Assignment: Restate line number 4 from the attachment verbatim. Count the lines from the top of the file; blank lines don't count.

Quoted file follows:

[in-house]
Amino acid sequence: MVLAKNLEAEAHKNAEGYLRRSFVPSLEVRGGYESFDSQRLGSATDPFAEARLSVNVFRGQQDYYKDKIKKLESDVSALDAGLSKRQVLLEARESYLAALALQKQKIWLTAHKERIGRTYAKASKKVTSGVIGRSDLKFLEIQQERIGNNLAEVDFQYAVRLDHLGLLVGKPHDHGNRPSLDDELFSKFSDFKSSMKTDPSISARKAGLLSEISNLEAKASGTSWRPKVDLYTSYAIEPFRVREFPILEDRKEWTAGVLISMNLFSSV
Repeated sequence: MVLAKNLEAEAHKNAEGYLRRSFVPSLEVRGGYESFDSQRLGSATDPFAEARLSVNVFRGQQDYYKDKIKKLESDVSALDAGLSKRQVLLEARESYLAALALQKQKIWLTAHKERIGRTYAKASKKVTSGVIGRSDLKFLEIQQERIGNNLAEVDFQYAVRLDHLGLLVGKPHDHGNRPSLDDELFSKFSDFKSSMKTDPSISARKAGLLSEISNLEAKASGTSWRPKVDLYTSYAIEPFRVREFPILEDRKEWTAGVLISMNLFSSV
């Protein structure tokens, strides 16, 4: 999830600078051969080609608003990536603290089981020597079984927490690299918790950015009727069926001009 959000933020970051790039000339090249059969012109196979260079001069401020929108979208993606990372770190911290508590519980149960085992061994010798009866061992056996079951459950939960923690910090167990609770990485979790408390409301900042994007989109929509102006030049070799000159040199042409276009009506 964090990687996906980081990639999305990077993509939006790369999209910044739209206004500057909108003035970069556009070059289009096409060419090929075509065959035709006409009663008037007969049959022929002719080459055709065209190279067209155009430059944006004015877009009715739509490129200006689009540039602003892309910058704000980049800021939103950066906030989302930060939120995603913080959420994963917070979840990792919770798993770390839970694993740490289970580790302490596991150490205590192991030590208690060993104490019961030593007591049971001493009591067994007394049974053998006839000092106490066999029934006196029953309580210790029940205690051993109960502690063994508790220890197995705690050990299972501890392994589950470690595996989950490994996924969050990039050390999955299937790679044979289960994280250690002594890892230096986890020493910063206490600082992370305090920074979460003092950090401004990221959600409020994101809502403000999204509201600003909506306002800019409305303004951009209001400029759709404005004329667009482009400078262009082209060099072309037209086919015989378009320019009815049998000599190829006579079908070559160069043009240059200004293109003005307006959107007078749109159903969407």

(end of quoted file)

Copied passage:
């Protein structure tokens, strides 16, 4: 999830600078051969080609608003990536603290089981020597079984927490690299918790950015009727069926001009 959000933020970051790039000339090249059969012109196979260079001069401020929108979208993606990372770190911290508590519980149960085992061994010798009866061992056996079951459950939960923690910090167990609770990485979790408390409301900042994007989109929509102006030049070799000159040199042409276009009506 964090990687996906980081990639999305990077993509939006790369999209910044739209206004500057909108003035970069556009070059289009096409060419090929075509065959035709006409009663008037007969049959022929002719080459055709065209190279067209155009430059944006004015877009009715739509490129200006689009540039602003892309910058704000980049800021939103950066906030989302930060939120995603913080959420994963917070979840990792919770798993770390839970694993740490289970580790302490596991150490205590192991030590208690060993104490019961030593007591049971001493009591067994007394049974053998006839000092106490066999029934006196029953309580210790029940205690051993109960502690063994508790220890197995705690050990299972501890392994589950470690595996989950490994996924969050990039050390999955299937790679044979289960994280250690002594890892230096986890020493910063206490600082992370305090920074979460003092950090401004990221959600409020994101809502403000999204509201600003909506306002800019409305303004951009209001400029759709404005004329667009482009400078262009082209060099072309037209086919015989378009320019009815049998000599190829006579079908070559160069043009240059200004293109003005307006959107007078749109159903969407």